Many companies attach webbing, with a 500 pound tensile strength, to a tent which has a fabric with a 5 pound tensile strength. This is not a good use of resources. The tent is out of balance and is either heavier than it needs to be or not as strong as it could be given the resources (materials) used to construct the tent. Using ingredients that are proportionately strong will allow you to build the strongest tent for the least weight. Weatherproofness, weight and dozens of other variables come into play when designing tents but that will be saved for another day.

Steff Zurek designed our logo with help from Jonathan Buck and Martin Zemitis.
Steff came up with dozens of design concepts, which we narrowed down to a design that looks very similar to our current logo, however, it had the tips of the fins joined together in the center of the logo. We liked the logo, but it didn’t look finished yet. So, I asked Jonathan for his input and comments. And, after a few minutes, he said "just spread the fins apart so that they are no longer joined at the center". Steff then took the new concept and delivered the final artwork which is now our logo. The design process took place over a 2 week period.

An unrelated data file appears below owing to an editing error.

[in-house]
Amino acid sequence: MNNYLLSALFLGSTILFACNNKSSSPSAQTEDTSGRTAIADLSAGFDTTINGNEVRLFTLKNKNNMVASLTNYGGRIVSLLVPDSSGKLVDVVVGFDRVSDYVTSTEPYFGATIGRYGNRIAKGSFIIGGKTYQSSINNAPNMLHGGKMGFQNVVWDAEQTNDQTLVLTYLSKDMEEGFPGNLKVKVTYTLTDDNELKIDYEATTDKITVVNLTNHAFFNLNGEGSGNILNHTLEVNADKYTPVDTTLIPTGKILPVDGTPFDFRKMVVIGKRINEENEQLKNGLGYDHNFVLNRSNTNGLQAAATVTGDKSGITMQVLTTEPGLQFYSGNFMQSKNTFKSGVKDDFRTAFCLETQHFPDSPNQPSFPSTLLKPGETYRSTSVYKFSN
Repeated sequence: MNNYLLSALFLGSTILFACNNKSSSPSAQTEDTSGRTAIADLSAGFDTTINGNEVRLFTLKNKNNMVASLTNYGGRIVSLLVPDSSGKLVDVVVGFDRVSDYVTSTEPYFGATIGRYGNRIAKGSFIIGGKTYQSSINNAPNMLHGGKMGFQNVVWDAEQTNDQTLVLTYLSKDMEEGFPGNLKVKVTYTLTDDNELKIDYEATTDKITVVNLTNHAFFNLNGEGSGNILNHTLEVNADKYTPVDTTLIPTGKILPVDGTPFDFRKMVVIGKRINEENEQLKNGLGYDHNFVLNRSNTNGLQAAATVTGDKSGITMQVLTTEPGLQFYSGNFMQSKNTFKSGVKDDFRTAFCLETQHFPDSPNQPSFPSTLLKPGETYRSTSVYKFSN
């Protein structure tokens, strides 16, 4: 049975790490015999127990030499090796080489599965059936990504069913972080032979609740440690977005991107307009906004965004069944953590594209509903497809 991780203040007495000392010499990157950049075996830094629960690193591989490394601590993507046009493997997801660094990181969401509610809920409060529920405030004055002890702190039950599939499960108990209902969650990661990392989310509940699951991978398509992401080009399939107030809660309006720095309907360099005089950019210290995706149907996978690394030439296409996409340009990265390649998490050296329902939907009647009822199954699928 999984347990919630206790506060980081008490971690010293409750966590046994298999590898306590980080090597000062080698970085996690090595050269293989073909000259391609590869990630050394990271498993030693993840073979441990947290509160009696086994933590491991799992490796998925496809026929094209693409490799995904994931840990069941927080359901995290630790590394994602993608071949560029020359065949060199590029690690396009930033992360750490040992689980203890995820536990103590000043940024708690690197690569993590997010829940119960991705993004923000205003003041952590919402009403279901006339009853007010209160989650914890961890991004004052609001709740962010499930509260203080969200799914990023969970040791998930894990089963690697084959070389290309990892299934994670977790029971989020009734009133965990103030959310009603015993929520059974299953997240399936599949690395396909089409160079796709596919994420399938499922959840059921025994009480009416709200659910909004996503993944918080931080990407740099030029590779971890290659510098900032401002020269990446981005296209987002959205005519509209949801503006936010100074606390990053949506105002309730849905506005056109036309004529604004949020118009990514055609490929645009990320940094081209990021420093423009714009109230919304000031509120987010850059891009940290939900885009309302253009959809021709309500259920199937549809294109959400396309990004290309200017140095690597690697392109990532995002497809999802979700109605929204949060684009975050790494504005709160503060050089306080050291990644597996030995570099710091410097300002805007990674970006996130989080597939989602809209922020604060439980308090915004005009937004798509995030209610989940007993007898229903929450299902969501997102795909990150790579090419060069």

Steff Zurek is an artist and graphic designer who works in the San Francisco Bay Area.

Where did the name SlingFin come from?
The Short Story
The "Sling" is a climbing sling, and the "Fin" is a fin from a fish or a rock formation. Founder Martin Zemitis was looking for a name which represented gear made for use on land and in the water.

The Long Story (per Martin)
I started purchasing domain names in the late 90's. I would register domain names I liked or thought I would have a use for in the future. I registered the domain names,,,,, and many others over the years. One weekend I spent a few hours looking for climbing related domain names and while searching and, I stumbled across